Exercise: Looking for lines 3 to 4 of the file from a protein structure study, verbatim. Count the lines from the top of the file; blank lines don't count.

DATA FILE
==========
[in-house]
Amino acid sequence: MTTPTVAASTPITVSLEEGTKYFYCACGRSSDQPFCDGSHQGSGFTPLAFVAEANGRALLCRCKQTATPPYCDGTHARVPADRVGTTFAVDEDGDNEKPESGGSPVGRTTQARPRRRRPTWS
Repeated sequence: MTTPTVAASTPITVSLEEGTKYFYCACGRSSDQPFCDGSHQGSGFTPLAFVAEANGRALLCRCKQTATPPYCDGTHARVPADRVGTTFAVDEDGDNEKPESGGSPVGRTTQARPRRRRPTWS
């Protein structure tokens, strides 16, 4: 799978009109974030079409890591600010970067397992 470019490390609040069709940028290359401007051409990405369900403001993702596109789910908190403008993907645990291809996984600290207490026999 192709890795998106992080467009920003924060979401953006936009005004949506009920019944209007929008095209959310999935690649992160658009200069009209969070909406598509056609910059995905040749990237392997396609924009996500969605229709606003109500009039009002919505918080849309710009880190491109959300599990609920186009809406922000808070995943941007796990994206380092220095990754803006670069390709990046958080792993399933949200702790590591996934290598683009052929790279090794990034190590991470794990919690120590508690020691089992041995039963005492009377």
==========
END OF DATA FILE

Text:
Repeated sequence: MTTPTVAASTPITVSLEEGTKYFYCACGRSSDQPFCDGSHQGSGFTPLAFVAEANGRALLCRCKQTATPPYCDGTHARVPADRVGTTFAVDEDGDNEKPESGGSPVGRTTQARPRRRRPTWS
């Protein structure tokens, strides 16, 4: 799978009109974030079409890591600010970067397992 470019490390609040069709940028290359401007051409990405369900403001993702596109789910908190403008993907645990291809996984600290207490026999 192709890795998106992080467009920003924060979401953006936009005004949506009920019944209007929008095209959310999935690649992160658009200069009209969070909406598509056609910059995905040749990237392997396609924009996500969605229709606003109500009039009002919505918080849309710009880190491109959300599990609920186009809406922000808070995943941007796990994206380092220095990754803006670069390709990046958080792993399933949200702790590591996934290598683009052929790279090794990034190590991470794990919690120590508690020691089992041995039963005492009377």